Caterham Seven 420 Cup (2022) review

  • Track-focused Caterham based on Seven racer
  • Fully adjustable Bilstein dampers, sequential ‘box and 375bhp per tonne
  • Priced from £ 54.990, first deliveries in early 2023

To the untrained eye, the Caterham 420 Cup looks like any other model produced by the Crawley-based manufacturer. Same compact proportions, same frog eye headlights, same devil-may-care attitude to luxuries such as a roof… Or even a windscreen. And yes, the tried-and-tested 2.0-liter Ford Duratec unit is once again the engine of choice under that long, narrow bonnet.

With all this in mind, you could be forgiven for wondering why the 420 Cup starts from a tenner short of £ 55k. Or, in other words, about 10 per cent more than an Alpine A110 – another exceptionally enjoyable two-seat fun machine that, comparatively, is kitted out like a Mercedes-Benz S-Class.

So why does it cost over £ 50K?

A quick look through the spec sheet and that hefty price tag starts to make more sense. Caterham pitches the 420 Cup between the 420R and the Seven Championship UK racing car. The former is no slouch, but the latter is without doubt one of the fastest ways to lap a circuit regardless of budget. In fact, around most UK tracks, the Seven Championship race cars are only fractionally slower than the front-running British Touring Car Championship machines.

So then, the 420 Cup aims to deliver the best bits of the racing car in a relatively usable, road-track hybrid package. It’s a delicious recipe and one that Caterham claims to have resulted in ‘the best track day car we’ve ever made’. A bold statement from, arguably, the Kings of track day cars.

Along with super sticky Avon ZZR tires (optional ZZR Extreme track tires are available), the 420 Cup gets fully adjustable Bilstein dampers (ten stiffness settings – no tools required), a limited-slip diff and a SADEV six-speed sequential gearbox. As for the Duratec engine, it’s been treated to a power ouput only exceeded by the 620R, meaning that at 210bhp it’s 35bhp up on the Seven racing car.

It’s not all substance, either. Leaving aside lazy comments about the styling, to my eyes this has got to be one of the prettiest Caterham models ever to leave the factory. Translucent satin decals adorn the carefully crafted bodywork, while a race-inspired nose cone, centralized petrol filler, new LED rear lights and an optional race roll cage lift add a noticeable flourish to the styling.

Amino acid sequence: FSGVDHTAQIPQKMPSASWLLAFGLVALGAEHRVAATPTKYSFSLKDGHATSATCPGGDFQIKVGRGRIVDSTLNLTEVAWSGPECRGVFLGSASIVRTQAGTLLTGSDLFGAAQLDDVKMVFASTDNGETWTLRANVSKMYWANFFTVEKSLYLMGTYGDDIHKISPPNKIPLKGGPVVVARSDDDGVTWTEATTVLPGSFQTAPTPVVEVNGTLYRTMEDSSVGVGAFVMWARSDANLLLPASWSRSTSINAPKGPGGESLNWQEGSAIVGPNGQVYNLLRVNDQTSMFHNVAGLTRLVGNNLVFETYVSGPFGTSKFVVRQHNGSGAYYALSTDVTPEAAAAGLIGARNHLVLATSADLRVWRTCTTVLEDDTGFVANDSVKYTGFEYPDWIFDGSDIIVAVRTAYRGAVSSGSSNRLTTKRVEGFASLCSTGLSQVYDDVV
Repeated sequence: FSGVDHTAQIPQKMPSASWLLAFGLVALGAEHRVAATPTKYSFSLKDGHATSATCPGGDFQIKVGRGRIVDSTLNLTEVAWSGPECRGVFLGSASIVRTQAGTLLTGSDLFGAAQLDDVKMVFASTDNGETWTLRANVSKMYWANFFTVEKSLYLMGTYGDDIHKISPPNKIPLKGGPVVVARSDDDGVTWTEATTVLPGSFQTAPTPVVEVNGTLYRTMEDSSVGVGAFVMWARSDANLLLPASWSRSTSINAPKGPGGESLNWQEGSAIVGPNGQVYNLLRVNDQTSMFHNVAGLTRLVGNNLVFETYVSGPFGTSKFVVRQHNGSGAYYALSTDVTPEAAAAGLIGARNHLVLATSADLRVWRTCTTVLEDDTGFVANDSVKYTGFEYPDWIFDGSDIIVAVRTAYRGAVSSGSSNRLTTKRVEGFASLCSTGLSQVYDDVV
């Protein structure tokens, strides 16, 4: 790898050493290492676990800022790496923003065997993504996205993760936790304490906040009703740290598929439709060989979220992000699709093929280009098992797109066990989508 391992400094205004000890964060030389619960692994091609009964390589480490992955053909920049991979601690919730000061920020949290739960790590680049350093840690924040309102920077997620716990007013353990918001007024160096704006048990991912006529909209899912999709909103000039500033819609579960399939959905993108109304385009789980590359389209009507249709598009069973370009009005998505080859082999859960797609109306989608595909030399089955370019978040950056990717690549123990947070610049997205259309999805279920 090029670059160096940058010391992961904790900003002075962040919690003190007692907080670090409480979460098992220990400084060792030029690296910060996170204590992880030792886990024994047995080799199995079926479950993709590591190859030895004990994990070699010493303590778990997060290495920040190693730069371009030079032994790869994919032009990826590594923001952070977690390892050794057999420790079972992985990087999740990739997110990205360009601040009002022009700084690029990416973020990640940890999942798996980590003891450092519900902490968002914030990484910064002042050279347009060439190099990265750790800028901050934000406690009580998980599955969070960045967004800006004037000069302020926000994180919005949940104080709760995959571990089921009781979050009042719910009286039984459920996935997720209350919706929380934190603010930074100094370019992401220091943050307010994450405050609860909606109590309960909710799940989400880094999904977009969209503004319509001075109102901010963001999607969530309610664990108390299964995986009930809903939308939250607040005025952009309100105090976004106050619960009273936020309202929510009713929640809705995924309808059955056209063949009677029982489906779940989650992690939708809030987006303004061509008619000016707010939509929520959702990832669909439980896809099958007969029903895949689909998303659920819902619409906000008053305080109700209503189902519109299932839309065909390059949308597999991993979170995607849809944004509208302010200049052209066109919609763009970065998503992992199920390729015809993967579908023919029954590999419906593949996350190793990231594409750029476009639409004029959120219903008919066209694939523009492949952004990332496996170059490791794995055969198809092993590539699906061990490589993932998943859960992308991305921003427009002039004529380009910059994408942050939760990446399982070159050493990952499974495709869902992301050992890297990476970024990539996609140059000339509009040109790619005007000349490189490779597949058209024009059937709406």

The interior is also a pleasant surprise. No, it’s not littered with creature comforts, but the satin carbon finish, 420 Cup racing dials and Momo suede steering wheel are as well-trimmed as they are satisfyingly functional.

How does it drive on track?

Straight out of the pits at Snetteron, the ZZR Extreme tires need little time to warm up before going full pelt into the Norfolk track’s tricky mix of slow and fast corners. Sitting so close to the ground with no windscreen, (a basic one can be optioned in), the sense of speed feels somewhat exaggerated, yet there’s no denying the 420 Cup’s straight-line pace.

The Ford Duratec engine pulls hard with so little mass to shift and the engine noise is rasping and purposeful. Floor the throttle up the red line and all it takes is a decisive tug on the gear-lever to engage the next ratio. No lift, keep it flat and let the ‘box do the work. Bang, you’re in the next gear and the surge of acceleration recommences. It tails off as you go past 90ish, but at this point you barely notice as the force of the wind buffets your helmet and the next corner is fast approaching.

Heel and toe isn’t essential but is highly recommended to help calm the rear axle as you approach a corner. Nailing three simultaneous downshifts as you pitch the 420 Cup into a hairpin is a thrilling and rewarding experience, but you need to be quick. The four-pot brakes aren’t quite as powerful as the Seven racer’s but, together with the sticky tires and mere 560kg kerb weight, they scrub off speed with alarming ease.